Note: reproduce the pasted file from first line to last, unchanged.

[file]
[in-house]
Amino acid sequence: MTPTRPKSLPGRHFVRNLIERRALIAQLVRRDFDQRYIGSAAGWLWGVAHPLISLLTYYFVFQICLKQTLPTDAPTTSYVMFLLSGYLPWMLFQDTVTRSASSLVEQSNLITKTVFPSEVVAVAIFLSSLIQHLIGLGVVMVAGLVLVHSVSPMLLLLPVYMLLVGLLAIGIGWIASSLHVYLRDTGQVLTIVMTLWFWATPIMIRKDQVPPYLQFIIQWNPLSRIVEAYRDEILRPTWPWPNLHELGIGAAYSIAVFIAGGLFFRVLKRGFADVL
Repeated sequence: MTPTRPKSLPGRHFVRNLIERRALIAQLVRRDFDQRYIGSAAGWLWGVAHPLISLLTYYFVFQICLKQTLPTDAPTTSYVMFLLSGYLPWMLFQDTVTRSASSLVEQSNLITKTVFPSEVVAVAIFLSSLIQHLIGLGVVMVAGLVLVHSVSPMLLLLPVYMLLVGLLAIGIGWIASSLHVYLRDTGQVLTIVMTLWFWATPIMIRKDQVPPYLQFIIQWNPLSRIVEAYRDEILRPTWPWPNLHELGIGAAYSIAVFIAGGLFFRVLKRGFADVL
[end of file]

[in-house]
Amino acid sequence: MTPTRPKSLPGRHFVRNLIERRALIAQLVRRDFDQRYIGSAAGWLWGVAHPLISLLTYYFVFQICLKQTLPTDAPTTSYVMFLLSGYLPWMLFQDTVTRSASSLVEQSNLITKTVFPSEVVAVAIFLSSLIQHLIGLGVVMVAGLVLVHSVSPMLLLLPVYMLLVGLLAIGIGWIASSLHVYLRDTGQVLTIVMTLWFWATPIMIRKDQVPPYLQFIIQWNPLSRIVEAYRDEILRPTWPWPNLHELGIGAAYSIAVFIAGGLFFRVLKRGFADVL
Repeated sequence: MTPTRPKSLPGRHFVRNLIERRALIAQLVRRDFDQRYIGSAAGWLWGVAHPLISLLTYYFVFQICLKQTLPTDAPTTSYVMFLLSGYLPWMLFQDTVTRSASSLVEQSNLITKTVFPSEVVAVAIFLSSLIQHLIGLGVVMVAGLVLVHSVSPMLLLLPVYMLLVGLLAIGIGWIASSLHVYLRDTGQVLTIVMTLWFWATPIMIRKDQVPPYLQFIIQWNPLSRIVEAYRDEILRPTWPWPNLHELGIGAAYSIAVFIAGGLFFRVLKRGFADVL